September 14, 2017 | Fund Forum

SEC Fines Hedge Fund in Settlement of Insider Trading Case

4 min

The United States Securities and Exchange Commission (the SEC) and a New York–based registered investment adviser (the Adviser) recently agreed to a consent order (the Consent Order) to resolve an administrative proceeding relating to insider trading.

The SEC alleged that the Adviser, in violation of Section 204A of the Investment Advisers Act of 1940 (the Advisers Act), failed to "establish, maintain, and enforce written policies and procedures reasonably designed…to prevent the misuse…of material nonpublic information."


The case originates from an investigation into the Adviser's relationship with one or more political intelligence consultants (collectively, the Consultant). It was alleged that the Consultant received tips from employees at the Centers for Medicare and Medicaid Services (CMS) regarding possible upcoming cuts to reimbursement rates for various healthcare products and services covered by Medicare and Medicaid. CMS is a federal agency that spends more than $1 trillion per year on healthcare products and services through Medicare and Medicaid. Decisions by CMS regarding payment rates and scope of coverage can often influence the stock price of publicly traded companies in related healthcare industries.

The Consent Order states that, on at least three separate occasions, the Consultant received tips from CMS employees regarding likely future rate cuts, and communicated this information to the Adviser. The Adviser subsequently used this material nonpublic information to make timely trades that resulted in profits of over $3.9 million for its hedge funds, once the rate cuts were publicly announced.

Violation of Advisers Act

Section 204A of the Advisers Act requires investment advisers to "establish, maintain, and enforce written policies and procedures reasonably designed…to prevent the misuse…of material nonpublic information." The Consent Order stipulated that the Adviser did not (a) establish procedures sufficient to prevent insider trading and (b) enforce the procedures it did have.

Establishment of Procedures

The Adviser's relevant compliance manual differentiated between information received from "experts" and information received from "research firms." Pursuant to the manual, experts were subjected to more rigorous procedures by the Adviser to prevent the receipt or misuse of material nonpublic information. First, before consulting, the Adviser was required to evaluate the expert's own internal controls designed to prevent the expert from providing material nonpublic information. Second, any consultation began with an oral reminder not to disclose material nonpublic information. Finally, each consultation with an expert was logged in a company database that was monitored by the Adviser's head of internal research.

"Research firms" were subjected to much less rigorous reviews. The Adviser only required these firms to demonstrate that they followed their own internal procedures to prevent the passing of material nonpublic information. The compliance manual was silent as to how this demonstration was made, how Adviser employees would make the determination, or how it could be refreshed over time. There was no requirement to give an oral warning about material nonpublic information, and meetings were not logged in the database.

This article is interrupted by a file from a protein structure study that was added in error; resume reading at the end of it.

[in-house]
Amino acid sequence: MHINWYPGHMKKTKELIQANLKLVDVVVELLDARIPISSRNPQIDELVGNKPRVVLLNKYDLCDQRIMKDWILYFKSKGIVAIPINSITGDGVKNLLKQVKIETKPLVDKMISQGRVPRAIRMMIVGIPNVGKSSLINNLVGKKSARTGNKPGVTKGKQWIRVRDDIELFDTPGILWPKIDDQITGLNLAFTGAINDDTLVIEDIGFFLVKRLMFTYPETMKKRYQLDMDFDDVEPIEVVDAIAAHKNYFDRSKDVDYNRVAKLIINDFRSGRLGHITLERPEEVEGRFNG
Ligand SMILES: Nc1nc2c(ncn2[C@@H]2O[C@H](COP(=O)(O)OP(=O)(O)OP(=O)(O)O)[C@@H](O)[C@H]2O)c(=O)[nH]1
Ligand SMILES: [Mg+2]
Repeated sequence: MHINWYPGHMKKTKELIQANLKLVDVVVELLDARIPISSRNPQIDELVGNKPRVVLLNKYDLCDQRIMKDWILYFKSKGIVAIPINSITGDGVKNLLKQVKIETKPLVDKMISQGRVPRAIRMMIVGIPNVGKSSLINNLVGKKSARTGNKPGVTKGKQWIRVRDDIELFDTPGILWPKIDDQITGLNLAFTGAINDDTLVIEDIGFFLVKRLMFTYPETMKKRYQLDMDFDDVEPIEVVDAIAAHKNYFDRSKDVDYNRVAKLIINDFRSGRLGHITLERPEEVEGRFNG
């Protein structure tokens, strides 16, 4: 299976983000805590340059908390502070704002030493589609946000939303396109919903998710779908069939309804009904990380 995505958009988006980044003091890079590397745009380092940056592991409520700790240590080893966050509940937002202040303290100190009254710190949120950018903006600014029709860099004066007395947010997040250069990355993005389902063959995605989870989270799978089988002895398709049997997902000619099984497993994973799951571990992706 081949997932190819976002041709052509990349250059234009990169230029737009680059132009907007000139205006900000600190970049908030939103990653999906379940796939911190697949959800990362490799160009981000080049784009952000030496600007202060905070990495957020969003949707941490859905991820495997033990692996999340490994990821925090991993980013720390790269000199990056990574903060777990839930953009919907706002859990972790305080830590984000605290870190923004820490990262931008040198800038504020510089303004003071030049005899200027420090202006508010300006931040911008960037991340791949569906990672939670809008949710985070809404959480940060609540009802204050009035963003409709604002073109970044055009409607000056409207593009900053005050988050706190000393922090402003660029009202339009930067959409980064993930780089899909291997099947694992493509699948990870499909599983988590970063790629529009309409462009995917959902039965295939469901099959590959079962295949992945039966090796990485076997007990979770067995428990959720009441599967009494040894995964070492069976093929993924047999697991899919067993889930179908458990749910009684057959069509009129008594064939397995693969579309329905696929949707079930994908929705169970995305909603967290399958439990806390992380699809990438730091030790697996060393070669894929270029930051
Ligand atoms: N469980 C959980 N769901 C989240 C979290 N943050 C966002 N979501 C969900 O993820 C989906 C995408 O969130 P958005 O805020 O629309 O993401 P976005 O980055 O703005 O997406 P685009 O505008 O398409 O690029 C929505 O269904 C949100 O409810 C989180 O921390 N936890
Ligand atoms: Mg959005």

These more lax procedures for research firms were deemed to be insufficient by the SEC because they placed the burden on individual employees to determine whether material nonpublic information was received and, if so, to report it to supervisors.

Enforcement of Procedures

The Consent Order also determined that the Adviser did not enforce the policies it did have. First, when red flags were raised regarding the procedures the Consultant used to prevent passing insider information to an analyst (the analyst was also the chief compliance officer), the Adviser did not cease the relationship. Second, the Consultant repeatedly passed material, nonpublic information to the Adviser. When this information was received by the Adviser's employees, they did not report it to supervisors, and instead they traded on it. When the information was received by senior management responsible for insider trading policies, they took no steps to prevent the information from being misused by the Adviser or to cease the relationship with the Consultant.

The Consent Order found a violation of Section 204A of the Advisers Act, censured the Adviser, and ordered the Adviser to pay over $4 million in fines.


This case highlights the government's heightened interest in the insider trading potential of "political intelligence" consulting firms. In addition to this administrative proceeding, the SEC brought a related civil suit against the Consultant, a CMS employee, and certain employees of the Adviser in the Southern District of New York, and the U.S. Attorney's Office for the Southern District of New York brought related criminal charges. These cases remain outstanding. Notably, this administrative proceeding provided the government another angle to penalize the Adviser's conflict. By relying on the Advisers Act's requirement that advisers "establish, maintain and enforce written policies and procedures" designed to prevent insider trading, the SEC was able to focus on showing the insufficiency of these procedures and did not have to actually prove insider trading, as likely would be the case in the related civil and criminal proceedings.

To read the Consent Order, click here.